In thin film technology, thermal treatment is applied as an essential step of synthesis and functionalization in most physical and chemical deposition processes such as atomic layer deposition, sputtering, spin-on or dip coating. Moreover, in numerous applications, thin film components are operated at non-ambient, varying temperatures, e.g. gas sensors, catalysts, and thermoelectric modules.
This project aims at developing a sample environment for in situ and operando characterization of thin film processes by surface high-energy x-ray diffraction under non-isothermal conditions. High photon energies are required owing to their benefits when working in bulky sample chambers with limited size of the exit window for the scattered intensity. At the same time, they allow for the study of disordered and amorphous materials by pair distribution function analysis. In order to keep the sample surface stable within the x-ray beam vertically focused to 2 μm and at the critical angle in the order of 0.01° during temperature variation, we will design a minimal thermal expansion sample holder with an active feedback system based on laser interferometry. We will test the efficiency of this stabilization method for different temperature ranges and ramp rates relevant e.g. for molecular beam epitaxy of magnetic films, crystallization of spin-coated electronic layers, as well as photo-electrochemical reactions and operation of thermoelectric films.
Biomolecular dynamics at sub-nanometer resolution
Prof. Dr. Nicole Fischer (Institute for Medical Microbiology, Virology and Hygiene; University Medical Center Hamburg - Eppendorf)
Dr. Eike C. Schulz (MPSD, CUI)
Dr. Günther Kassier (MPSD, CUI)
Prof. Dr. Henning Tidow (UHH)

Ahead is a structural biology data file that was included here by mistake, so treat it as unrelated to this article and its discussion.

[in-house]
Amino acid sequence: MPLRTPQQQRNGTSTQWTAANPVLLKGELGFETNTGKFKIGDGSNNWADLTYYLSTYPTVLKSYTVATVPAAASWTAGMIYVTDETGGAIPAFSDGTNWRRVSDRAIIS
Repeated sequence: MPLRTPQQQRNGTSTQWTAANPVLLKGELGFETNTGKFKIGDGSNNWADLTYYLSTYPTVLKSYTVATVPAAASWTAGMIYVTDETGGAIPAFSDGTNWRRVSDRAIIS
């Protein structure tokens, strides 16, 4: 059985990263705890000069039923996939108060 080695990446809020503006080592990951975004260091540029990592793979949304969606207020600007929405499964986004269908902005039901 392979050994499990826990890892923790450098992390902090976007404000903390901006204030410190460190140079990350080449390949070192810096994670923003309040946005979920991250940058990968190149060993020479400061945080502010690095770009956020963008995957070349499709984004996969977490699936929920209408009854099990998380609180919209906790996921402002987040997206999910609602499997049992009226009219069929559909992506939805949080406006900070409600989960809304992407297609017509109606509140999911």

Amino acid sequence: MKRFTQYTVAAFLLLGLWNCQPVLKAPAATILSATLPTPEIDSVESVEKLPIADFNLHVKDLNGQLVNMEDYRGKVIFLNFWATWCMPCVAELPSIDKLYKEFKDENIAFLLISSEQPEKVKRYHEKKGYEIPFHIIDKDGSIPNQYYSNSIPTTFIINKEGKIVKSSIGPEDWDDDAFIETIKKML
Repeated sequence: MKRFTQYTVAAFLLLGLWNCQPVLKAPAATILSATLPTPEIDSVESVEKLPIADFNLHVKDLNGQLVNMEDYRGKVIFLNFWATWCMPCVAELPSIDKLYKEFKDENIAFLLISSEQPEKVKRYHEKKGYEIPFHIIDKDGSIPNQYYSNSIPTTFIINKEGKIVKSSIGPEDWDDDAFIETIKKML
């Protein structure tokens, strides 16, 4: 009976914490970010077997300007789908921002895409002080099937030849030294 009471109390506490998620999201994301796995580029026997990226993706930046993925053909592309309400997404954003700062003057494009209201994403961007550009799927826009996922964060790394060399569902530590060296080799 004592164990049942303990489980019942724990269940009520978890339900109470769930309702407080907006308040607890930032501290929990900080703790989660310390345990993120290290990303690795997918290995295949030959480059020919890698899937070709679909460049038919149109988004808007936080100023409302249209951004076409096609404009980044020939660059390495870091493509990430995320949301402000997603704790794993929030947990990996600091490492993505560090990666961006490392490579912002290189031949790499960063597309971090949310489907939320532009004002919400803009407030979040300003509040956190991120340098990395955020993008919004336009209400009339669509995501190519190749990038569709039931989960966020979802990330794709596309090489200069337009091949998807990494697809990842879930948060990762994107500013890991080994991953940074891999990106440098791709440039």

In Liquid-phase or in-situ transmission electron microscopy (in-situ EM) specimens are not dried or frozen but are encapsulated in nanofluidic cells and remain in solution. Therefore in-situ EM has the potential to understand biomolecular structure and dynamics at physiological conditions. However, currently the technology is limited to lower resolutions (nm’s) mainly due to the inherent background scattering of the nano-fluidic cells and the thickness of solvent layer in the electron beam path. Therefore, it is the aim of this project to overcome both of these limitations. To realize these goals, we will utilize latest developments in nano-fabrication technology to produce the next generation of nano-fluidic cells. These next-generation cells will improve image quality, enabling higher resolution images at lower electron dose. With these improved nanofluidic cells in-situ EM has the potential to provide image quality on par with cryo-EM. This will enable us to record movies of single molecule dynamics under true physiological conditions at (sub)-nanometer resolution. To demonstrate the capabilities of the next-generation nano-fluidic cells we will use successively smaller model systems: including bacteria, viruses and integral membrane proteins. In particular, we are aiming to elucidate biomolecular dynamics of infectious pathogens by analysing the process of virus assembly by using clinically relevant polyomaviruses and initial steps of bacterial infection as an example using the type III secretion system of bacteria.